Litasco petrochemicals trading director Aleksey Dzyuba and Argus senior editor Rauf Guseynov shared information on the development and prospective destinations for crude and product exports from the Caspian region.
At the session on transportation and logistics infrastructure, market participants discussed the possible increase in crude and oil product supplies from the region, primarily as a result of expected production growth in Kazakhstan next year. Georgian Railways deputy general director Alexi Nikolaishvili, Azerbaijan Railways deputy chairman Igbal Khuseynov, and AzerTrans deputy general director Kamran Agayev shared their views on the situation.
SOCAR vice-president for strategic development Tofig Gahramanov, supervisory board chairman of SOCAR’s Azerikimya production union Mukhtar Babayev, and SOCAR chief executive for polymers Farid Jafarov discussed the prospects of oil refining and the progress in retrofitting and upgrades at the leading oil refineries. Particular attention was drawn to plans for significant upgrades that will allow the Heydar Aliyev refinery start producing gasoline and diesel meeting Euro 5 engine emissions standards and to triple production of polypropylene and polyethylene from the current 50,000 t/yr.
Delegates were especially interested in a report from SOCAR Trading senior project manager Togrul Kocharli on the implementation of the ElectroGasMalta project, which provides Malta with clean electricity. “The project includes a power plant, a regasification facility and a floating gas storage facility, which makes it unique for Europe. It is cheaper here to operate advanced LNG power plants than stations powered by other fuels,” Kocharli said.
Development of logistics routes and the infrastructure for liquid cargo transportation was addressed in reports from the first deputy chairman of Azerbaijan Caspian Shipping, Mubariz Jabbarov, and the Port of Baku’s chief operating officer, Eugene Seah.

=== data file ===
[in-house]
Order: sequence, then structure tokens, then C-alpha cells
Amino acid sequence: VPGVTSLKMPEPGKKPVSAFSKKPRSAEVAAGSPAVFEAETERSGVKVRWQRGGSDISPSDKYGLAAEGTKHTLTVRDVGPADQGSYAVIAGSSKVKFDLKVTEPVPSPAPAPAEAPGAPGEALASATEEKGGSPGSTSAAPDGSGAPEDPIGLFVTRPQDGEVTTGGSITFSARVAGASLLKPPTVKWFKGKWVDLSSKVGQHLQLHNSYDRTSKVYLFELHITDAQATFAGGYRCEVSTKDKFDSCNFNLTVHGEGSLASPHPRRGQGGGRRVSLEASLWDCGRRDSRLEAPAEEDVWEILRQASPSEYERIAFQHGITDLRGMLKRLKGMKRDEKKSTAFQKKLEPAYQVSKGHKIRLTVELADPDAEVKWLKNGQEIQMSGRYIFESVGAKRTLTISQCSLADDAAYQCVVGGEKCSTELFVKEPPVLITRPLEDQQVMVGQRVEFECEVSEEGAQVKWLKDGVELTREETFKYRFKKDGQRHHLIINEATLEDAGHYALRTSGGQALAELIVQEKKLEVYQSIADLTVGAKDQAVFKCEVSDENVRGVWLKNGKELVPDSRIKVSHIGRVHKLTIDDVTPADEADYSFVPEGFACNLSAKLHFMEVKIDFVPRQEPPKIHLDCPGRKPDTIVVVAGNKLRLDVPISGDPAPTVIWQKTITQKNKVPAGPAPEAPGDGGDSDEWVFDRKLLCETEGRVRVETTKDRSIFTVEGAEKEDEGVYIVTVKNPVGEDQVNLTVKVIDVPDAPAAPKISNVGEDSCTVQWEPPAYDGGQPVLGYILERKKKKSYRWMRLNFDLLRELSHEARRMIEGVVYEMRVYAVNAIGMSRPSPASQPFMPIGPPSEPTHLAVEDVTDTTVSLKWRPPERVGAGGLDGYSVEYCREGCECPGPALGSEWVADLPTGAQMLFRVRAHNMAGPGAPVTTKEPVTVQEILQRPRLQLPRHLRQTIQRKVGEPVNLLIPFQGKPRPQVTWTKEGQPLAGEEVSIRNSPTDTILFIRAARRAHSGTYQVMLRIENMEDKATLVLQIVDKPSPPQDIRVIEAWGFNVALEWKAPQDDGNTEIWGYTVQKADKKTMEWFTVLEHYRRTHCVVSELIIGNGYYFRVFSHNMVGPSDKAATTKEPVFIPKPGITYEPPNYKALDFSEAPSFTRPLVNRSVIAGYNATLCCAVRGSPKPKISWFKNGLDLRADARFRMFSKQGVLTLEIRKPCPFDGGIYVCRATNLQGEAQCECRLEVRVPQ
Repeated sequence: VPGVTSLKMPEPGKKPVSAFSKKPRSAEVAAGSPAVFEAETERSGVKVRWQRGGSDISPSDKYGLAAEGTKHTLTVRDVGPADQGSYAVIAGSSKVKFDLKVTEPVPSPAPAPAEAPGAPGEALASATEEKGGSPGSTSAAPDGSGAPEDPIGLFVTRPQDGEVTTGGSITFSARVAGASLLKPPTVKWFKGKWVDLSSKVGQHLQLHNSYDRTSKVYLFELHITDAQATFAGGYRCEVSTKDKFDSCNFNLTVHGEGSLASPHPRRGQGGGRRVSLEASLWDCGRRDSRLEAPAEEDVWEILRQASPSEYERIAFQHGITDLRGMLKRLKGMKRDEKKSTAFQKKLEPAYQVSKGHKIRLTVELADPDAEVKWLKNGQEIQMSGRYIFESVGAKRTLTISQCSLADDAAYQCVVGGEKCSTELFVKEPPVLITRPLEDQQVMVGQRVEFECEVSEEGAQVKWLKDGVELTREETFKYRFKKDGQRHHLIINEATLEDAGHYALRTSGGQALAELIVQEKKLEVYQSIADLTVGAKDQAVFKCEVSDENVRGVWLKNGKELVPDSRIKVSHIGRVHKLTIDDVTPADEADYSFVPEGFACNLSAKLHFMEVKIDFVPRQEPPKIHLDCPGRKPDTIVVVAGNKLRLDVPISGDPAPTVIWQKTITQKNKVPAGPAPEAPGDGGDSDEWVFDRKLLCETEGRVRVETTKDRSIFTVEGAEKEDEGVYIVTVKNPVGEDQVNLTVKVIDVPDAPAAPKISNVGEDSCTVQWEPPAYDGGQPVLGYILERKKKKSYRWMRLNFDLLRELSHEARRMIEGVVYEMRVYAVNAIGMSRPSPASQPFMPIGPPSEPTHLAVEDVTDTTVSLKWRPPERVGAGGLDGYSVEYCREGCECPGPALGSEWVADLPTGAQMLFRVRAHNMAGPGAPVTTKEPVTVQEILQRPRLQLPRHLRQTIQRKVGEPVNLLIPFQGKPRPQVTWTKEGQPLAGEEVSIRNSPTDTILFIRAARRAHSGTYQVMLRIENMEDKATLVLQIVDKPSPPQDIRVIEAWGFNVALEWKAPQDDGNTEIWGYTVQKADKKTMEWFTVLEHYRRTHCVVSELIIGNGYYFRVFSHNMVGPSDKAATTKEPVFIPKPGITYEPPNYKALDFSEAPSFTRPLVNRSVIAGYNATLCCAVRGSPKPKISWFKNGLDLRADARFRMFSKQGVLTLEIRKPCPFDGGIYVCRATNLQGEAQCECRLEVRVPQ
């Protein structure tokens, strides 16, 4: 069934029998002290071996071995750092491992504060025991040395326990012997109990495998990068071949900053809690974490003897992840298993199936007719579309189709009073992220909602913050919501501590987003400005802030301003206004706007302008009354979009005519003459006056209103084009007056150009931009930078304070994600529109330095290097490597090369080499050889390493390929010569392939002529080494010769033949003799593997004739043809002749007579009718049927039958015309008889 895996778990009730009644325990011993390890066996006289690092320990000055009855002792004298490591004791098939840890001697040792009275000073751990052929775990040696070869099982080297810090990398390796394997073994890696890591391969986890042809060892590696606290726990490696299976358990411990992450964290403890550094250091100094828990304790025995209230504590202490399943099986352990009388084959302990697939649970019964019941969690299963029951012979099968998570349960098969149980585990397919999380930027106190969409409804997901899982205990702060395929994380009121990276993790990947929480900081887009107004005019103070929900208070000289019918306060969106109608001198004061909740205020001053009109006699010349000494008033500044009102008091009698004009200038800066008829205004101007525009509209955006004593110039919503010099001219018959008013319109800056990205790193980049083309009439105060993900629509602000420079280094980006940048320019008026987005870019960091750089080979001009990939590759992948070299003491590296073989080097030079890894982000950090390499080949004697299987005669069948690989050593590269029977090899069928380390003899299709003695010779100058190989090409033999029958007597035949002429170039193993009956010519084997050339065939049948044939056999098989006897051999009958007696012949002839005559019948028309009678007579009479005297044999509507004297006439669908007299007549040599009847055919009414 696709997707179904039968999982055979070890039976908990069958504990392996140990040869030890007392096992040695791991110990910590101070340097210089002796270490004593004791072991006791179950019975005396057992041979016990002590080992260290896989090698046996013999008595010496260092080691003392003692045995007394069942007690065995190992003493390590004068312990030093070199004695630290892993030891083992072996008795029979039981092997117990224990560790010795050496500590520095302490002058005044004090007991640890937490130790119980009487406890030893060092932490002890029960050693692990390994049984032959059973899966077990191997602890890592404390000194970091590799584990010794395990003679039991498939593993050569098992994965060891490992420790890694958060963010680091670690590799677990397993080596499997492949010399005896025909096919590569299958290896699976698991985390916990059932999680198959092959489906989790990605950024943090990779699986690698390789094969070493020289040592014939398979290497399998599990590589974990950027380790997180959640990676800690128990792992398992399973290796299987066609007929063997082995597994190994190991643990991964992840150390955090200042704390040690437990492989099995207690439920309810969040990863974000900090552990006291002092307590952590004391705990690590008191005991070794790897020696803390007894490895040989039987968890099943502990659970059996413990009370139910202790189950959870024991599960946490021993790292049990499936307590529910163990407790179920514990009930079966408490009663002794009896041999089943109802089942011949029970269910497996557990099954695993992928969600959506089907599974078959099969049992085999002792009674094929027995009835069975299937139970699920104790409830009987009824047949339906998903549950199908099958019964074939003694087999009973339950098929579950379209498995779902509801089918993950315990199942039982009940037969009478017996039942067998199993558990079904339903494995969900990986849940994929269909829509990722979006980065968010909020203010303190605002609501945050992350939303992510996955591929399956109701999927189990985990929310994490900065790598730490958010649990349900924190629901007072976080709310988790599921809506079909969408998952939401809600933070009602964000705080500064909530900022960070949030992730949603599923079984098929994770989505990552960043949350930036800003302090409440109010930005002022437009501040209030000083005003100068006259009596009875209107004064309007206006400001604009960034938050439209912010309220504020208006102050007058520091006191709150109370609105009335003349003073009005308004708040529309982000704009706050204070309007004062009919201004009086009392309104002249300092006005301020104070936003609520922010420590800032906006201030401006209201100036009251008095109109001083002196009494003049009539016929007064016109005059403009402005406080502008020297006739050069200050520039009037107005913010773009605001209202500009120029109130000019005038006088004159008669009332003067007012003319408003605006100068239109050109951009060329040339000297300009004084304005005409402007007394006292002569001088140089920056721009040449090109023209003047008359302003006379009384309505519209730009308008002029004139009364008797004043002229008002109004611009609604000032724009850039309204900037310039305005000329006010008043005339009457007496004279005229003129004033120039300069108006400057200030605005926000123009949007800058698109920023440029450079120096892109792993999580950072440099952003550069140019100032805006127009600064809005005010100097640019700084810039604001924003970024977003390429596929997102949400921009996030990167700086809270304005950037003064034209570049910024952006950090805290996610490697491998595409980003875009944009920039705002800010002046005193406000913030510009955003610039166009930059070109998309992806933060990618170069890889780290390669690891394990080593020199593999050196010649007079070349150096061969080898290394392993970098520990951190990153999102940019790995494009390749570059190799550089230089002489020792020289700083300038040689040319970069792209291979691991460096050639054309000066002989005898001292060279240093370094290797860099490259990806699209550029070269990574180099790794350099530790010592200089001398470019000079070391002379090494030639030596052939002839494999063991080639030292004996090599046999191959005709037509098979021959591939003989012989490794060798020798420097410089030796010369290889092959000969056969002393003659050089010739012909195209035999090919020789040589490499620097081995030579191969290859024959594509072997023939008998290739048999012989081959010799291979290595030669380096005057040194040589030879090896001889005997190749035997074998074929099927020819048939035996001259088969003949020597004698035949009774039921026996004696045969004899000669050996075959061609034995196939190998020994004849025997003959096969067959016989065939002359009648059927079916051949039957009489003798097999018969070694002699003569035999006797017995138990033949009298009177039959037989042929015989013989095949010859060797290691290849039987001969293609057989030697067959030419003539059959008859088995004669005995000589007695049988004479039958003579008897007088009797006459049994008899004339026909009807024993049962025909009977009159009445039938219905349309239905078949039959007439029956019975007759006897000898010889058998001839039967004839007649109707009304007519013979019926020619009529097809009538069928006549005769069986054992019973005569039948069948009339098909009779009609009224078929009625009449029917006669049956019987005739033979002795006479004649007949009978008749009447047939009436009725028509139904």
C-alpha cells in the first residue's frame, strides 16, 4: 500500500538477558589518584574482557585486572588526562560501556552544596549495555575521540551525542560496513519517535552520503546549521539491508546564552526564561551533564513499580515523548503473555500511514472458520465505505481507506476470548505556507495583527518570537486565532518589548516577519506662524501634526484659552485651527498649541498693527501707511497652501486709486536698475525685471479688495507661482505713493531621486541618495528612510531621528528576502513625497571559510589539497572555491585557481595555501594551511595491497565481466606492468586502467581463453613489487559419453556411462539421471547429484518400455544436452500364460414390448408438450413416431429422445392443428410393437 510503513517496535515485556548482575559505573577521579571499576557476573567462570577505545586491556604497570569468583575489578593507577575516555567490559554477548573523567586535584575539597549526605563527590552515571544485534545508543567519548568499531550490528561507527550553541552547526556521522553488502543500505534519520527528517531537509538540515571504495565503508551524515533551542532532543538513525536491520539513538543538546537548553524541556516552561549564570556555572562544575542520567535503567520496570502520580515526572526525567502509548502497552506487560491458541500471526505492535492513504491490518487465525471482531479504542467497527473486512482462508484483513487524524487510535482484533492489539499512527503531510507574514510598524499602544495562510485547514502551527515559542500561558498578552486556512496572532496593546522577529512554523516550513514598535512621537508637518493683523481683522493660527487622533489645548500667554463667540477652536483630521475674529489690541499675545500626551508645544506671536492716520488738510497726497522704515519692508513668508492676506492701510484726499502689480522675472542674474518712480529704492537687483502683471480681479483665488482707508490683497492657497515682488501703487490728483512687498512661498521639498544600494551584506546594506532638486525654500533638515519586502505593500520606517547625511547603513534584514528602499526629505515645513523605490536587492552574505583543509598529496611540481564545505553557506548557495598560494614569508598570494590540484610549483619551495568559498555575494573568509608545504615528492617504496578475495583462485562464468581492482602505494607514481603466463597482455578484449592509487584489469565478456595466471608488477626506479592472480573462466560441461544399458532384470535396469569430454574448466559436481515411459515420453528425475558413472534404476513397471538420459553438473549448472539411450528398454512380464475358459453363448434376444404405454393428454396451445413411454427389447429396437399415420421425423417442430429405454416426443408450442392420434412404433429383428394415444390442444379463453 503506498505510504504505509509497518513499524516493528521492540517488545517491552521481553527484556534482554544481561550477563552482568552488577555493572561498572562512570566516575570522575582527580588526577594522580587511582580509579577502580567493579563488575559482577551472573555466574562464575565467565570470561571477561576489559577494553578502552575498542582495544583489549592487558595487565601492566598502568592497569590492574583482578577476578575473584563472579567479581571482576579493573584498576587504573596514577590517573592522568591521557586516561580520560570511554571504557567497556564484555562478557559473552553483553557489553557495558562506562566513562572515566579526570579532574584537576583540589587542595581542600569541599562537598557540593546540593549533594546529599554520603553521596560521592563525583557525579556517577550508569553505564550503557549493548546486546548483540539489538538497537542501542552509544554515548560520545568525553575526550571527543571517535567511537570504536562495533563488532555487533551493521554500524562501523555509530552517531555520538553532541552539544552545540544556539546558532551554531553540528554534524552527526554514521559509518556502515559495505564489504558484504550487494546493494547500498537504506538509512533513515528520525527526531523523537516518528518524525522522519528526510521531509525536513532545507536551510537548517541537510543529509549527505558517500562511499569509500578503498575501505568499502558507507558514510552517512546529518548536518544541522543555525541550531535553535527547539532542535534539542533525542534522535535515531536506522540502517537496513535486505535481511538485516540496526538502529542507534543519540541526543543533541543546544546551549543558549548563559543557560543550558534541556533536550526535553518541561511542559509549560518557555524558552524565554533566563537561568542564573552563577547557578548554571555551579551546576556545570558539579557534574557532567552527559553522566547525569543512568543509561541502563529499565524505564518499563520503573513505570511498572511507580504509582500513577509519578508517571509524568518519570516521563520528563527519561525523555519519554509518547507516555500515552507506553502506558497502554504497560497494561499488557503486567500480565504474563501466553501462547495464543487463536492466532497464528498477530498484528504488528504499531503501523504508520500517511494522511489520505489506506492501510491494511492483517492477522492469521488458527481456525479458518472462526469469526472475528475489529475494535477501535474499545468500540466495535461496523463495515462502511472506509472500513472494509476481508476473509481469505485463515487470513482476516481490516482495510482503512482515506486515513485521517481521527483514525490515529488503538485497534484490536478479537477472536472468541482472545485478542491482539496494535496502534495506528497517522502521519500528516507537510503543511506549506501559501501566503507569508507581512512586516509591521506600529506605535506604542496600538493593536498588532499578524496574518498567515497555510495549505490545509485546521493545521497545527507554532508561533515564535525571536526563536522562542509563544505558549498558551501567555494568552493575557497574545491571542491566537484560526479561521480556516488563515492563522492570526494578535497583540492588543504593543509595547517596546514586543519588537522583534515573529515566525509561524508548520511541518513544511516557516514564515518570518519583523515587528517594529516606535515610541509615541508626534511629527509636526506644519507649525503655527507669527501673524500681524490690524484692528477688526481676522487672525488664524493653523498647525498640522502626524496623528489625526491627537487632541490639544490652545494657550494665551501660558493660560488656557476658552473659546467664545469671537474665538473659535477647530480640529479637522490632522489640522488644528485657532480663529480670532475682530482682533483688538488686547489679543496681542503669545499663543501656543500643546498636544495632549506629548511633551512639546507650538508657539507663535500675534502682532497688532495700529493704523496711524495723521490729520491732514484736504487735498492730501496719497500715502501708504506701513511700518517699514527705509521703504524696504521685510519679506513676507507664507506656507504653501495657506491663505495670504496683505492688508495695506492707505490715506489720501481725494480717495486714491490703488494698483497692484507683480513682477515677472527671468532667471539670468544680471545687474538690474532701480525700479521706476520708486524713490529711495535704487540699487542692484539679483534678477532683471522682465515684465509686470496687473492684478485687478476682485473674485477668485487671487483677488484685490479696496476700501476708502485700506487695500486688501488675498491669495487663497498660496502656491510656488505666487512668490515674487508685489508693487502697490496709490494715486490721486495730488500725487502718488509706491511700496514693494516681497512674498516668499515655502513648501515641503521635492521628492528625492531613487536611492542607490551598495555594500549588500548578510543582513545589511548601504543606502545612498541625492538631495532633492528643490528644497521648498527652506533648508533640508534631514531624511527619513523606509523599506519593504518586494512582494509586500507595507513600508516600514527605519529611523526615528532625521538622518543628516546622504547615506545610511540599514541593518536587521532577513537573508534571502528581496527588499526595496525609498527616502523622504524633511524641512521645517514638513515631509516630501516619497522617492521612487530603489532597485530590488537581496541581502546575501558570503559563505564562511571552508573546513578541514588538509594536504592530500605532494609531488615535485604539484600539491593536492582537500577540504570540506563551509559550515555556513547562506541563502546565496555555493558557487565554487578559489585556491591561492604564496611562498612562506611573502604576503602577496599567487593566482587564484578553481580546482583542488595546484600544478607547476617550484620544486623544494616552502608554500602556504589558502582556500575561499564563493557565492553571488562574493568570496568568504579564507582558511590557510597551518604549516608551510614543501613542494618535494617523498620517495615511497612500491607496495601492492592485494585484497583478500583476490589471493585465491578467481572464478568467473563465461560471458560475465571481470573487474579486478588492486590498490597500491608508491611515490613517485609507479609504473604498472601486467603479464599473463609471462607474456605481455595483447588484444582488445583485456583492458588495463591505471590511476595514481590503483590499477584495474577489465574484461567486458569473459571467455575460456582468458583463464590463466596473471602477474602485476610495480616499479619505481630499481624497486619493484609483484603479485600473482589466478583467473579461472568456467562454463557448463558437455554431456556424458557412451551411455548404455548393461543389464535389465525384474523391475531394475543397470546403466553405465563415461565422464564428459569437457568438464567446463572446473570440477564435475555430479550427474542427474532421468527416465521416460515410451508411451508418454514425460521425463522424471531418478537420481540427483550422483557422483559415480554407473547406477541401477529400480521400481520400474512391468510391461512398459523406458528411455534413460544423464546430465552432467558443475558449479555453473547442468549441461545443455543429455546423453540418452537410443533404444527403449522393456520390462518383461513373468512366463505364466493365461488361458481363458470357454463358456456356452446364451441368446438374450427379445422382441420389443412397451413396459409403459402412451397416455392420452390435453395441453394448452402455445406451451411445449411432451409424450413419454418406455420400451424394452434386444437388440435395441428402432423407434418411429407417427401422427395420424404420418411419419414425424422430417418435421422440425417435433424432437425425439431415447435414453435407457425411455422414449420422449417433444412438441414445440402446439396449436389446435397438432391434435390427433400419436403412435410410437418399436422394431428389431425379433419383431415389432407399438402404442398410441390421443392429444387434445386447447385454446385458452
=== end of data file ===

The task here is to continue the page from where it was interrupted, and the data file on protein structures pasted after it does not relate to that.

The first day of the summit ended with a cocktail reception, which offered an opportunity for delegates to continue their discussions in an informal atmosphere.
The second day featured discussions between delegates from the oil refining and chemicals sectors of Caspian countries and neighbouring states. The director of SOCAR’s Carbamide plant, Khayal Jafarov, gave an update on progress at the urea plant: “Construction will be completed by the end of this year, and next year the plant will be put into operation. The facility will produce 650,000-660,000 t/yr of urea, of which 150,000-200,000 t/yr will be sold domestically and the rest exported.”
The general director of Petkim Petrokimiya Holding, Anar Mammadov, presented an overview of the Turkish petrochemicals market, while Ukrgazvydobuvannya commercial director Sergey Fedorenko reported on key developments in Ukraine’s petrochemicals industry.
In addition, delegates discussed the supply of jet fuel to various destinations and the current situation in the mini-refinery market.
The official summit programme ended with a session on the development of gas transportation projects, with speakers reporting on the progress of the southern corridor, and development of the Shakh Deniz gas and condensate field. “In the process of implementation, we managed to reduce the cost of the project by about 20pc to $41.5bn. In the initial stage, the southern corridor is expected to be used to supply gas that will be produced from the second development phase of the Shakh Deniz project,” general director Southern Gas Corridor project Afgan Isayev said.
The summit closed with an evening reception at a popular Baku restaurant.
Market participants responded with positive feedback, saying the summit should become a regular event, to promote co-operation and help establish business ties among the region’s industry professionals.